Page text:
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An Introduction to the Tamil Siddhas:
Their Tantric Roots, Alchemy, Poetry,
and the True Nature of their Heresy
Within the Context of South Indian Shaivite Society

by Layne Little
(Please Note: This paper was originally presented at a symposium on world religions at the University of Utah in the spring of '97. It was haphazardly strung together almost overnight. Unfortunately, I failed to carefully list my sources and footnote their contributions. I have tried to list the most significant references at the tail of this article, but it is by no means complete. Nor to I give them proper credit in the body of the work. I apologize profusely for this oversight, and welcome comments and criticism on this or any other issues. I must especially acknowledge how much Dr. David Gordon White and Dr. Kamil Zvelebil have contributed to this raggle-taggle introduction to Siddha tradition. Thanks!)
Back to Indian alchemy.

The Tamil Siddhas are a religious order of mystics found in the southern part of India, who's origins can be traced back to the eighth century. They form a distinctive part of a larger movement which spread throughout South Asia, from Sri Lanka in the South to Tibet in the north, between the seventh and eleventh centuries. Siddhas everywhere share common practices, cosmology, and symbols derived from Tantrism whether the practitioner is Hindu, Buddhist, or Jain. All are part of a "pan-Indian tantric yoga movement" which Eliade described as formulating over a five hundred year period, between the 7th and the 11th centuries, but fully flowering only after the 12th century.
Excluding perhaps the Buddhist Siddhas, all such groups are considered radical, if not dangerous, by the orthodoxy.
An intriguing aspect of the Tamil Siddha cult is that it shares with the orthodox Saiva Siddhanta sect a common text which defines the philosophy of both groups. Since each sect emphasized different aspects of the teaching they quickly became widely divergent, with the two orders often at odds. The Siddhas would be scoffing at temple worship, reliance upon Brahminical authority, and proclaiming the injustice of caste; while the Saiva Siddhantins would berate the Siddhas much as M. Srinivasa Iyangar did in 1914 when he wrote that the Siddhas are "mostly plagiarists and impostors" and in addition, "Being eaters of opium & dwellers in the land of dreams, their conceit knew no bounds".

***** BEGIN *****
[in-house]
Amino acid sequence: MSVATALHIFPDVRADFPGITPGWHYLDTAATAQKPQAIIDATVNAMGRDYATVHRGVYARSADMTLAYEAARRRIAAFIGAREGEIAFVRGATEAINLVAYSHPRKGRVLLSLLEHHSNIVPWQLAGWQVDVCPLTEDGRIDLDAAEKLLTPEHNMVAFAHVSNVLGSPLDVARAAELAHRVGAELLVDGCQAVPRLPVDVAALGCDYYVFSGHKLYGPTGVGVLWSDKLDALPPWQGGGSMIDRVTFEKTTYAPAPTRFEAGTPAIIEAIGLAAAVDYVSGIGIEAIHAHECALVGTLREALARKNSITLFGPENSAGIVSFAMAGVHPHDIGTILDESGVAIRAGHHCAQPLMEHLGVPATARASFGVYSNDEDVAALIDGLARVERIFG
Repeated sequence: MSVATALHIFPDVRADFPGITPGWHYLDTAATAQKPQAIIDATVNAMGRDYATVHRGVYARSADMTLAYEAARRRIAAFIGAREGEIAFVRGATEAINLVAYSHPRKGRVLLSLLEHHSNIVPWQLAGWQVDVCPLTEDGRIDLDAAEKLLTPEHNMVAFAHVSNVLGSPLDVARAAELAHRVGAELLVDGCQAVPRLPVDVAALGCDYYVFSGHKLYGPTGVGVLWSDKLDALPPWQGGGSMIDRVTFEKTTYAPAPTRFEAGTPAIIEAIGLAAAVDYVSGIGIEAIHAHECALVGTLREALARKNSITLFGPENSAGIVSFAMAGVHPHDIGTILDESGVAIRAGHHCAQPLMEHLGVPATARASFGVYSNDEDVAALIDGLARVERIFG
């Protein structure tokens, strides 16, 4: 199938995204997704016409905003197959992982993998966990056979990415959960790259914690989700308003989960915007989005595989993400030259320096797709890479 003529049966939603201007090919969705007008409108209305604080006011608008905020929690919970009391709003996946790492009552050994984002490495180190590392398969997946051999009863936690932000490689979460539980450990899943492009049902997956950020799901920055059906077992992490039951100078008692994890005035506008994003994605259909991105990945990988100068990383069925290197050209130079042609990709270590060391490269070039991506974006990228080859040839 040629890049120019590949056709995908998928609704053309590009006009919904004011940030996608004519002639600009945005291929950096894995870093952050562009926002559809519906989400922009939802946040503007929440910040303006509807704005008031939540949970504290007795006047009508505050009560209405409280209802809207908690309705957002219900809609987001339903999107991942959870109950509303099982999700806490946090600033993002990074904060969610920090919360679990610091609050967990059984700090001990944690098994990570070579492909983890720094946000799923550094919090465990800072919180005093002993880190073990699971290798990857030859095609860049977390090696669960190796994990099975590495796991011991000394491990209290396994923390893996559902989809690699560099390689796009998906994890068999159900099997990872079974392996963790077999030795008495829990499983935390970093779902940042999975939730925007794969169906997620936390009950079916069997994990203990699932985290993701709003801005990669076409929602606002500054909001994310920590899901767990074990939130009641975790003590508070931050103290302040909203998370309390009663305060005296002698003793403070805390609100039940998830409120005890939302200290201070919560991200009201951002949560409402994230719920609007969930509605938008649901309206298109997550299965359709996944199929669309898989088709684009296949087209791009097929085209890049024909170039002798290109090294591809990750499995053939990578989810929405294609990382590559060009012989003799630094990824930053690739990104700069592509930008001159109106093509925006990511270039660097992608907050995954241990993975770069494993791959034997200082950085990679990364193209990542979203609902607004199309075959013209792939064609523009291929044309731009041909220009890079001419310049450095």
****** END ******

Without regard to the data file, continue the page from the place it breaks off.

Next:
At times the Siddhantins have even engaged in an organized effort to eliminate the Siddhar faction. For example, one movement, observed in the latter half of the nineteenth century, systematically sought out any copy of the writings of the heretical Siddha-poet Sivavakkiyar, and promptly destroyed them.
The rift between the two orders has been sharply polarized by the fact that some Saiva Siddhantins, who mostly worship their God Shiva as the Lingam or sacred Phallus, have had a difficult time accepting the Siddhas tendency to emphasize the Goddess. To the Tamil Siddhas, Shiva is the unqualified and ultimate reality beyond form or comprehension, but Shakti, the Goddess, is immanent and accessible as the divine force abiding within the body itself. There she can be coaxed & subdued, manipulated & directed. As the serpent power Kundalini, flowing through the subtle body, she can propel the consciousness of the Siddhar into union with the Absolute. Though the orthodox Saiva Siddhantin may content himself with the worship of Shiva in the temple through the rituals of the priest, the Siddha placates the goddess to intercede on his behalf and expand the consciousness of the Siddha beyond all limitation, where he may become Shiva himself. Notions, such as this, being fundamental to the Tamil Siddha, has struck the Shaivite orthodoxy as heretical.
Within the context of Hindu myth the name Siddha originally denoted one of the eighteen categories of celestial beings. These beings of semi-divine status were said to be of great purity and their dwelling was thought to be in the sky between the earth and the sun. Later they became associated with a class of more adept human being, often an accomplished yogi. The term had been derived from the Sanskrit root sidh meaning "fulfillment" or "achievement," so the noun came to refer to one who had attained perfection. Because the Tamil language lacks the aspirated consonants of Sanskrit the word has been written and pronounced by the Tamils as cittar. This has lead the Tamils to associate the word more with the Sanskrit term chit, meaning "consciousness."
This appellation is evident even in the Shaivite devotionals known as the Tevaram hymns of the 6th & 7th centuries that would later become part of the Saiva Siddhanta canon. There the term is applied not only to one of the 18 categories of divine beings but also to God Shiva himself, who is a cittar because the very nature of God is consciousness. Likewise, it describes the devotee as also being a cittar since his consciousness is always immersed in the Divine presence. By the 12th-13th century the term has taken on new meaning as we learn from the writings of Perumparrapuliyur Nambi who describes the God Shiva as the cittar alchemist who is working strange miracles in the city of Madurai.